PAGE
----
The bomb was regrettable, but very understandable why people would worry Japan wanted to fight to the last and be motivated to drop it: if you've ever read ANY …

Geometry and symmetry (1988, Dover) 4 stars

Review of 'Geometry and symmetry' on 'Goodreads'

4 stars

The book seems alright; it starts off stating its conventions for notation despite being standard which I appreciated because if you are like me, you probably forgot what some of the standard notation meant.
One bit of funkiness in the online version I read is that some of the symbols randomly blew up huge. It's quite possible a normal paperback wouldn't have that issue. It did not make it less readable, it was just very jarring.

Inversive geometry (2014) 3 stars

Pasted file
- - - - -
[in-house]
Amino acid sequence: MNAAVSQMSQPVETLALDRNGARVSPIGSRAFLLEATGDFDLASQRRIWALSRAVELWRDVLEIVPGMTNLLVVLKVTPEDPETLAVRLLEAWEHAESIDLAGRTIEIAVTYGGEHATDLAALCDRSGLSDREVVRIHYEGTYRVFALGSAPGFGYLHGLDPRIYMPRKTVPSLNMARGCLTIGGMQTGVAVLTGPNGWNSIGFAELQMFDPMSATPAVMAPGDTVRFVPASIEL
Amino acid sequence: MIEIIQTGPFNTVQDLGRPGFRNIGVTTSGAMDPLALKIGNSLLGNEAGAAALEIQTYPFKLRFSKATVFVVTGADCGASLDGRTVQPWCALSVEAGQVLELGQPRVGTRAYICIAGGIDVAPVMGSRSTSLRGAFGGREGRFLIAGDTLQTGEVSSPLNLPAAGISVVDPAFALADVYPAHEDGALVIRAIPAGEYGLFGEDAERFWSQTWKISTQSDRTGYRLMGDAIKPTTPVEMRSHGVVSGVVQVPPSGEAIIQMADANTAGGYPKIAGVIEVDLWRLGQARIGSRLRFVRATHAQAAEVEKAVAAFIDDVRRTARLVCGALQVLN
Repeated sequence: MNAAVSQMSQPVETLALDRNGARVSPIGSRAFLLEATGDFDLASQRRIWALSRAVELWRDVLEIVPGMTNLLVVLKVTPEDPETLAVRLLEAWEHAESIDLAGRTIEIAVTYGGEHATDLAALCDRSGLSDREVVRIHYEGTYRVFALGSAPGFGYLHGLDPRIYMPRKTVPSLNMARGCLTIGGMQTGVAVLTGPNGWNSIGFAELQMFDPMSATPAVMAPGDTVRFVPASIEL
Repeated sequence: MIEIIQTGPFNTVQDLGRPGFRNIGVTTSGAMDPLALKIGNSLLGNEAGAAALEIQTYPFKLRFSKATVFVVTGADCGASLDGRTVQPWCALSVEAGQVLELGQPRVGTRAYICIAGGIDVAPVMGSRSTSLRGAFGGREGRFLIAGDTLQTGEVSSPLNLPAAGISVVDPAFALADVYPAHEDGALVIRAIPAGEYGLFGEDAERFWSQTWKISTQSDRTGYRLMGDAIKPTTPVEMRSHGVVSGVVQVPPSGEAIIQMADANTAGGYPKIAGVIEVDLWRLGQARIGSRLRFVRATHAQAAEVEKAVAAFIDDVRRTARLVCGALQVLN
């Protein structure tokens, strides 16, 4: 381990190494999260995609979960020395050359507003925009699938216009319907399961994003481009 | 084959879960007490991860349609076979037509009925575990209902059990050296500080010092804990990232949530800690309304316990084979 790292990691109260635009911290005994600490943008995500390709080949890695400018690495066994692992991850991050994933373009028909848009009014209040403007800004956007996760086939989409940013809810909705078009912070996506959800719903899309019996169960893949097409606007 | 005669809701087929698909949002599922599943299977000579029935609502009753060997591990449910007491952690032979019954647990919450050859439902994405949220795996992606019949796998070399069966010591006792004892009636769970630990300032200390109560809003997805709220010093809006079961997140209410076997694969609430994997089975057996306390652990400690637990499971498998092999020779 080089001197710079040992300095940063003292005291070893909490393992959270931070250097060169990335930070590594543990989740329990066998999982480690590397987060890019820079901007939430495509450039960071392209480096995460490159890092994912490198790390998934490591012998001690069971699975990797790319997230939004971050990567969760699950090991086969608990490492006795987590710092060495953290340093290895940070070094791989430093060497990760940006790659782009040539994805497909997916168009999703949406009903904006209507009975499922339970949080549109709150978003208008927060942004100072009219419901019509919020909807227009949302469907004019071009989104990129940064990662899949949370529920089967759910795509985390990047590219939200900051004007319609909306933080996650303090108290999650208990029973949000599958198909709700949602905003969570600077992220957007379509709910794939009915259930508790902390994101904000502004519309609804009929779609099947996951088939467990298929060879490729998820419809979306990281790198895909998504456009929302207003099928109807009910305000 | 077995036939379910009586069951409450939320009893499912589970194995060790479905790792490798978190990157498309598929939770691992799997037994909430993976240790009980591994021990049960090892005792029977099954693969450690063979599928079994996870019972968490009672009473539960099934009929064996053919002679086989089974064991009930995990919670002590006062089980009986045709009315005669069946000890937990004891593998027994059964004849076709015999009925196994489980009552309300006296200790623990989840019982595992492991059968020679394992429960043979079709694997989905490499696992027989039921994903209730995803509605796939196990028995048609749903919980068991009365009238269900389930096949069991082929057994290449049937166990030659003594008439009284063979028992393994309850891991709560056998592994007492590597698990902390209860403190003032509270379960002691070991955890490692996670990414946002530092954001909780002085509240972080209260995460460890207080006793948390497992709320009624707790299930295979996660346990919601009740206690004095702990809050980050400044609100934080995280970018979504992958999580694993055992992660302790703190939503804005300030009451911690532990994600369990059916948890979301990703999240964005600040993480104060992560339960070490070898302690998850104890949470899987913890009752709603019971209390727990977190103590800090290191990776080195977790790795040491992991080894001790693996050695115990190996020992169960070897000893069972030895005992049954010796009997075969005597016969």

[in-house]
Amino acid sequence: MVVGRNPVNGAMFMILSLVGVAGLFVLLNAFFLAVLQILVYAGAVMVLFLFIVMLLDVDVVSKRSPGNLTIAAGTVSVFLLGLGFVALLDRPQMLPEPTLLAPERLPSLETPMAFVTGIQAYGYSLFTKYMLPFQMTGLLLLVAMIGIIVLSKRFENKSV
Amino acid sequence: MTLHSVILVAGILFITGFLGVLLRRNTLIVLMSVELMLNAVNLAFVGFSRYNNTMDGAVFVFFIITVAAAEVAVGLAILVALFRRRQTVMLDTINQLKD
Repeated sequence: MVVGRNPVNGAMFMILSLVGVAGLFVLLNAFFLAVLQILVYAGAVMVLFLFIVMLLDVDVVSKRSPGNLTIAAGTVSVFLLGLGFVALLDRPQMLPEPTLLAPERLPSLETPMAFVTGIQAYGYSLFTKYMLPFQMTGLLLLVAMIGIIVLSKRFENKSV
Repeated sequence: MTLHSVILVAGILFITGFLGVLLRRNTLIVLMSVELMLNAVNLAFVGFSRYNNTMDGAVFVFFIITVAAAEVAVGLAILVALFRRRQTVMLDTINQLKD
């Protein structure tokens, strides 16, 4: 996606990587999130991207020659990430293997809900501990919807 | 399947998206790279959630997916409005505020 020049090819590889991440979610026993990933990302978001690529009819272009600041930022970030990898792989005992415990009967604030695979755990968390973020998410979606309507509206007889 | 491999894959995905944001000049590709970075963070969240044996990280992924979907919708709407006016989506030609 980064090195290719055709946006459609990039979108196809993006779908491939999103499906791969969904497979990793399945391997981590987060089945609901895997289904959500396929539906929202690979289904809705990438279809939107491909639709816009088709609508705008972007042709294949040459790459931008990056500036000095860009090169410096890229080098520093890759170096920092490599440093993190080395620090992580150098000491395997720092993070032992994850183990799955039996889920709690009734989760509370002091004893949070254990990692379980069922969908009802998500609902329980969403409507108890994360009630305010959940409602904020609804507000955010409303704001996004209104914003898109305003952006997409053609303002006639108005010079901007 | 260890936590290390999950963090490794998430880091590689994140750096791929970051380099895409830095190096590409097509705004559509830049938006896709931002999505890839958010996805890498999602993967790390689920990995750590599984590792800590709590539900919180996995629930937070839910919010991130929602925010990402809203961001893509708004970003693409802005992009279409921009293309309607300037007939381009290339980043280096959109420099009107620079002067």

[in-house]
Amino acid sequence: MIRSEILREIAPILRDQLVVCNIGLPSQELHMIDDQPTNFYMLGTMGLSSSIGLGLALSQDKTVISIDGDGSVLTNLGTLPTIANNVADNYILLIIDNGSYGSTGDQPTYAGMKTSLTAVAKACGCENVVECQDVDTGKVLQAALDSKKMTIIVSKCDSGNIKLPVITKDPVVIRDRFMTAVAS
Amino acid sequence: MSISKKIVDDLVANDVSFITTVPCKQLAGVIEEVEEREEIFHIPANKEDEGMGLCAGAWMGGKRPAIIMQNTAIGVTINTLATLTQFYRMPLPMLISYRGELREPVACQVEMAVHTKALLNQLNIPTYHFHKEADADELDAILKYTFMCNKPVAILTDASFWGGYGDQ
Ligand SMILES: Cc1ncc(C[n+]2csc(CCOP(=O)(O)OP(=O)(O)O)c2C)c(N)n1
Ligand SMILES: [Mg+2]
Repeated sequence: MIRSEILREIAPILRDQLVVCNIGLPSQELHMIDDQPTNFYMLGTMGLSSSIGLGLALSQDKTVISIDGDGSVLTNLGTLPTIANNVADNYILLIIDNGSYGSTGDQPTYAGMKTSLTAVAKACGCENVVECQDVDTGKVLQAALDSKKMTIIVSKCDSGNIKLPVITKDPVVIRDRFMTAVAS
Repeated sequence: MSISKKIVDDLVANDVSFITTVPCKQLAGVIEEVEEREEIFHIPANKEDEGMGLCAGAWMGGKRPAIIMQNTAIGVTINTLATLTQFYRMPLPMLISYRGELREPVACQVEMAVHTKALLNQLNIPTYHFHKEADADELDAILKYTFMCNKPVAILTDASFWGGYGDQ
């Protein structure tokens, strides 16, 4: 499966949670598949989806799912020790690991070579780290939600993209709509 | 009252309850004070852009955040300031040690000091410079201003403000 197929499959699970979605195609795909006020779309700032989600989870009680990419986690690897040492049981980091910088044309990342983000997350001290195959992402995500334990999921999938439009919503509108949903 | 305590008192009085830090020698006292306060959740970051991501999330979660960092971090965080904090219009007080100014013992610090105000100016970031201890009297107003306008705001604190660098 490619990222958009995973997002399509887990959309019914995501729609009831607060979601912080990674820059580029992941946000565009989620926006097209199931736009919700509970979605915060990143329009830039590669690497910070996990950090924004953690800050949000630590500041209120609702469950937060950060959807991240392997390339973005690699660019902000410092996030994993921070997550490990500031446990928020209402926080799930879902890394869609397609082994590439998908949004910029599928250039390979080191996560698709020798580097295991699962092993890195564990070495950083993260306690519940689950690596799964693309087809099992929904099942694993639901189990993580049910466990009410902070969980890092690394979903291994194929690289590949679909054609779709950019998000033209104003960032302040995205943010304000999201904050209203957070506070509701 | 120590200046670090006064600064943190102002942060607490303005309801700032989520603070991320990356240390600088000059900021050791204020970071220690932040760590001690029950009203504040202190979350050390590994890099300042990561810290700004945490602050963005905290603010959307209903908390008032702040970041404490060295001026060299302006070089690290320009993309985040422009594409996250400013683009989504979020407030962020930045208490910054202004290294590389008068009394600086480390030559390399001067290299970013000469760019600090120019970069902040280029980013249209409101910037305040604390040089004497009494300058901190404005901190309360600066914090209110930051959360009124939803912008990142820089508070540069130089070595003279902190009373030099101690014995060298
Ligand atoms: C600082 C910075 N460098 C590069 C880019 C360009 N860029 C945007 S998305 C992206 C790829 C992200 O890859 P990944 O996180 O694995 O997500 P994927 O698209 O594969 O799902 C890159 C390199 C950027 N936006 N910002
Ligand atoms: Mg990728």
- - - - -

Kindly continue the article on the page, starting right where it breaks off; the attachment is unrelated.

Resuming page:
Review of 'Inversive geometry' on 'Goodreads'

3 stars

Browsing this book as a freebie, I find the introduction a little clunky and confusingly written.
For instance, there is the statement 'We thus get the idea by isolating a point on a sphere (which point we call infinity) we get the Euclidean plane' right in the preface, but a point by itself does not make a plane. Perhaps the author meant 'add' instead of isolate?
It's hard to find freebie texts on the subject, so I'm not about to give it no stars, but... I'm not really impressed with the writing here. To be fair, most mathematical texts aren't exactly well written, but usually their preface is at least comprehensible.
The first chapter is fairly simple, starting off with talking about Euclid and what you can do with a mere card on the table, and this is not so bad, although it has the usual mathematical habit of replacing …